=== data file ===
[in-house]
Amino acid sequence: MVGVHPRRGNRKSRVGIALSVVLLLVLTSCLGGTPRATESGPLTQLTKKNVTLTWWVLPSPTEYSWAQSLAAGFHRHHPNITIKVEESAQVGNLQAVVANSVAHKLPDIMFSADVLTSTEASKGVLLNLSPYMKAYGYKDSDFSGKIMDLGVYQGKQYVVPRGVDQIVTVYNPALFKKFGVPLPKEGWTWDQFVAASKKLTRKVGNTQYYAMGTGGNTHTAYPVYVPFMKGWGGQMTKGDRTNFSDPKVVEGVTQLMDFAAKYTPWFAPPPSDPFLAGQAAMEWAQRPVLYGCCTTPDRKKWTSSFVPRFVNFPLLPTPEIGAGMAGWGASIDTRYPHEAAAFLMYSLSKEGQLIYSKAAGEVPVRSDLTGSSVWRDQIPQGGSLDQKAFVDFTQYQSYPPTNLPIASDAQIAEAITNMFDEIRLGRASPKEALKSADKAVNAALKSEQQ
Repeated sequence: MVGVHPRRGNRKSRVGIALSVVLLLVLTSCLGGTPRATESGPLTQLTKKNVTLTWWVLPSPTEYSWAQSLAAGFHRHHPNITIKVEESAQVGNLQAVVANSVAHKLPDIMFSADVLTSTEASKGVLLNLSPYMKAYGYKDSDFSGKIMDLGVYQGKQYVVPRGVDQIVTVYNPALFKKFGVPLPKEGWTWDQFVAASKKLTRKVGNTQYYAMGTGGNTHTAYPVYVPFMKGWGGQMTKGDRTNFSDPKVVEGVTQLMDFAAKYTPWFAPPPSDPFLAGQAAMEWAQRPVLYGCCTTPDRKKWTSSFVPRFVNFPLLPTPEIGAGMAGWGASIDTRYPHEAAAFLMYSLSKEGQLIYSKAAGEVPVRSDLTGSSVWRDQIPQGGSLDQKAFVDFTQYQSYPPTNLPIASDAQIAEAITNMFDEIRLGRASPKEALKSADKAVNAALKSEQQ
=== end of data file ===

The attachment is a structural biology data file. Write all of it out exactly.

[in-house]
Amino acid sequence: MVGVHPRRGNRKSRVGIALSVVLLLVLTSCLGGTPRATESGPLTQLTKKNVTLTWWVLPSPTEYSWAQSLAAGFHRHHPNITIKVEESAQVGNLQAVVANSVAHKLPDIMFSADVLTSTEASKGVLLNLSPYMKAYGYKDSDFSGKIMDLGVYQGKQYVVPRGVDQIVTVYNPALFKKFGVPLPKEGWTWDQFVAASKKLTRKVGNTQYYAMGTGGNTHTAYPVYVPFMKGWGGQMTKGDRTNFSDPKVVEGVTQLMDFAAKYTPWFAPPPSDPFLAGQAAMEWAQRPVLYGCCTTPDRKKWTSSFVPRFVNFPLLPTPEIGAGMAGWGASIDTRYPHEAAAFLMYSLSKEGQLIYSKAAGEVPVRSDLTGSSVWRDQIPQGGSLDQKAFVDFTQYQSYPPTNLPIASDAQIAEAITNMFDEIRLGRASPKEALKSADKAVNAALKSEQQ
Repeated sequence: MVGVHPRRGNRKSRVGIALSVVLLLVLTSCLGGTPRATESGPLTQLTKKNVTLTWWVLPSPTEYSWAQSLAAGFHRHHPNITIKVEESAQVGNLQAVVANSVAHKLPDIMFSADVLTSTEASKGVLLNLSPYMKAYGYKDSDFSGKIMDLGVYQGKQYVVPRGVDQIVTVYNPALFKKFGVPLPKEGWTWDQFVAASKKLTRKVGNTQYYAMGTGGNTHTAYPVYVPFMKGWGGQMTKGDRTNFSDPKVVEGVTQLMDFAAKYTPWFAPPPSDPFLAGQAAMEWAQRPVLYGCCTTPDRKKWTSSFVPRFVNFPLLPTPEIGAGMAGWGASIDTRYPHEAAAFLMYSLSKEGQLIYSKAAGEVPVRSDLTGSSVWRDQIPQGGSLDQKAFVDFTQYQSYPPTNLPIASDAQIAEAITNMFDEIRLGRASPKEALKSADKAVNAALKSEQQ